World famous physicist Professor Stephen Hawking has had his say on Liverpool striker Luis Suarez, labelling the Uruguayan striker a ‘ballerina’.
Speaking in an analysis session commissioned by bookmakers PaddyPower, Hawking also delved into the factors that could be the difference between success and failure for England at the World Cup this summer.
Referring specifically to England’s game against Uruguay next month, Hawking says there must be European referee to wave away simulation attempts by Luis Suarez.
“The data shows we also need to hope for a European referee,” he said.
“European referees are more sympathetic to the English game and less sympathetic to ballerinas like (Luis) Suarez. “
The 72-year-old, Oxford-born physicist famous for a number of best-selling books on various scientific issues, also believes that England appearing in red will aid their chances of World Cup glory, with the colour connoting more aggression and dominance to the opposition.
“Statistically England’s red kit is more successful and we should play 4-3-3 rather than 4-4-2. Psychologists in Germany found red makes teams feel more confident and can lead them to being perceived as more aggressive and dominant. Likewise, 4-3-3 is more positive so the team benefits for similar psychological reasons.”
In what was a remarkable coup for PaddyPower’s World Cup promotion scheme, Hawking also gave his advice to England with regard to penalty taking. He believes that a run up of more than three steps will serve players best, but that velocity is nothing without placement.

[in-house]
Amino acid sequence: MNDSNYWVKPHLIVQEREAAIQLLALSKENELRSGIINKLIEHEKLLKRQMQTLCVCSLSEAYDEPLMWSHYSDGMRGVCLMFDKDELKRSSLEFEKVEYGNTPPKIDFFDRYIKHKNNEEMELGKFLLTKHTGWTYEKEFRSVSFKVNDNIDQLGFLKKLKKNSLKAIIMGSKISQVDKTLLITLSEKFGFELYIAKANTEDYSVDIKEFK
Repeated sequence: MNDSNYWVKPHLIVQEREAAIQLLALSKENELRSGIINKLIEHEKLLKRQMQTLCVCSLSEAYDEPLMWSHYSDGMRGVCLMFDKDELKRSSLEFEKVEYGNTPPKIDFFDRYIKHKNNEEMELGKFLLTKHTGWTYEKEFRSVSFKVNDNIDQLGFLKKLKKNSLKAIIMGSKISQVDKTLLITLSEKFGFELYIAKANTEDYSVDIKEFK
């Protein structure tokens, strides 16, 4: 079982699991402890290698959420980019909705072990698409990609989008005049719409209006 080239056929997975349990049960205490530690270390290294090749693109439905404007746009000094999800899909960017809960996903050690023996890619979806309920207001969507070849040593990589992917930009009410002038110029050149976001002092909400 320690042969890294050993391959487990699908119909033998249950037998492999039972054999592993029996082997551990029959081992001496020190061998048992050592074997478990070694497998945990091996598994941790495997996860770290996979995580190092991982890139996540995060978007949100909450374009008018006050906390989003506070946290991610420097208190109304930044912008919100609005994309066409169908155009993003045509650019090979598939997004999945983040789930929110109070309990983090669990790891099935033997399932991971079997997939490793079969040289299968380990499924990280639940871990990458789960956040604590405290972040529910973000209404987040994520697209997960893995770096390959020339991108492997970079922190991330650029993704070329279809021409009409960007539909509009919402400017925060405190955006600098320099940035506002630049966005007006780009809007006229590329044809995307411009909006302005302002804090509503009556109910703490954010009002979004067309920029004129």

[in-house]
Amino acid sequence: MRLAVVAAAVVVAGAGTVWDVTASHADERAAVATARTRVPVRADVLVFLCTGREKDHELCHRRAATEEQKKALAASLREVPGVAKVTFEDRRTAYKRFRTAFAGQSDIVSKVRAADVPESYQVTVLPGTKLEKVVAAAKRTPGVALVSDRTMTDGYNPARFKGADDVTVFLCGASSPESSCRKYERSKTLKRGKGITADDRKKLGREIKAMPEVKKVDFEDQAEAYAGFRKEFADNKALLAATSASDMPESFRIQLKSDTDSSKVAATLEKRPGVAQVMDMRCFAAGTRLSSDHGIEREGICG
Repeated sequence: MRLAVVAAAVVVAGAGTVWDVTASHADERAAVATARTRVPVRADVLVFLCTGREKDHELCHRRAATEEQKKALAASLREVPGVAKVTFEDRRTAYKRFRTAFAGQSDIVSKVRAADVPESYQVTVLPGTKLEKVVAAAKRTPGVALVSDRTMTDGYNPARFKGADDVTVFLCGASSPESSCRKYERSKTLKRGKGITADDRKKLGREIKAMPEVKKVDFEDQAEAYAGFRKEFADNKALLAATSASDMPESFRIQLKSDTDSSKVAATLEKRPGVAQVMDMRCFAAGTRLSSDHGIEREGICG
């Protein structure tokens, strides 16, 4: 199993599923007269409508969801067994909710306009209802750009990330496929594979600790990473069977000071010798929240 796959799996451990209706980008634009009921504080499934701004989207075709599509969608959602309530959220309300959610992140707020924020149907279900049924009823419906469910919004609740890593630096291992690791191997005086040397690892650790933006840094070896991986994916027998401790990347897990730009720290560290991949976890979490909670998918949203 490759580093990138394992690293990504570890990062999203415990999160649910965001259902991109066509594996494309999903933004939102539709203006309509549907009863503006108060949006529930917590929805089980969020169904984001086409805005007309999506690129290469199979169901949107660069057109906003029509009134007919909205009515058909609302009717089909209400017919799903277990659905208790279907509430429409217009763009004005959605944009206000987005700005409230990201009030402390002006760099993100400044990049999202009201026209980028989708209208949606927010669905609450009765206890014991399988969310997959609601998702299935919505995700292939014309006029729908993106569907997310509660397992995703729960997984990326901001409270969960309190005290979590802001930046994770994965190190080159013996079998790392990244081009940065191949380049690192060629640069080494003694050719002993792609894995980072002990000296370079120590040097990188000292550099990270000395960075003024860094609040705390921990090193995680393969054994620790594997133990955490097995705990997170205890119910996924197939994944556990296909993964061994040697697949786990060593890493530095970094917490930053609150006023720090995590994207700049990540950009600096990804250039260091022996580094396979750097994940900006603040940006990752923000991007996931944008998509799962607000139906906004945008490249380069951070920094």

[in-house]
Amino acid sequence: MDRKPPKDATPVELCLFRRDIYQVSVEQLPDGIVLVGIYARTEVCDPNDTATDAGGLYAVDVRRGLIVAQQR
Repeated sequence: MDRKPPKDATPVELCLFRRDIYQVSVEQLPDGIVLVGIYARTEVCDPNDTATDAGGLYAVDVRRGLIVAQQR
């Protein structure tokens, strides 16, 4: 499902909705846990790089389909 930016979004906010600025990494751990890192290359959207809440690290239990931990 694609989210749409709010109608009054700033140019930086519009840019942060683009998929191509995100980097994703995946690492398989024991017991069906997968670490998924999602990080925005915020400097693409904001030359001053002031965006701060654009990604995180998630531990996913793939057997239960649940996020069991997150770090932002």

Hawking made specific reference to Chris Waddle in his penalty analysis, who missed a spot-kick in a World Cup semi-final against Germany in 1990.
“If only I had whispered this in Chris Waddle’s ear before he sent the ball into orbit in 1990. Use the side foot rather than laces and you are 10% more likely to score,” Hawking added.
“The statistics confirm the obvious. Place the ball in the top left or right hand corner for the best chance of success - 84% of penalties in those areas score. The ability of strikers to place the ball results in them being more likely to score than midfielders and defenders.”
So as England’s first World Cup game against Italy sits just 16 days away, Roy Hodgson, Wayne Rooney and Steven Gerrard have probably been given the most intelligent advice of their careers to date. The key factors for success; red shirts, 4-3-3, and penalties in the top right hand corners. Simple.
Watch Stephen Hawking's full analysis of England's World Cup chances in Brazil.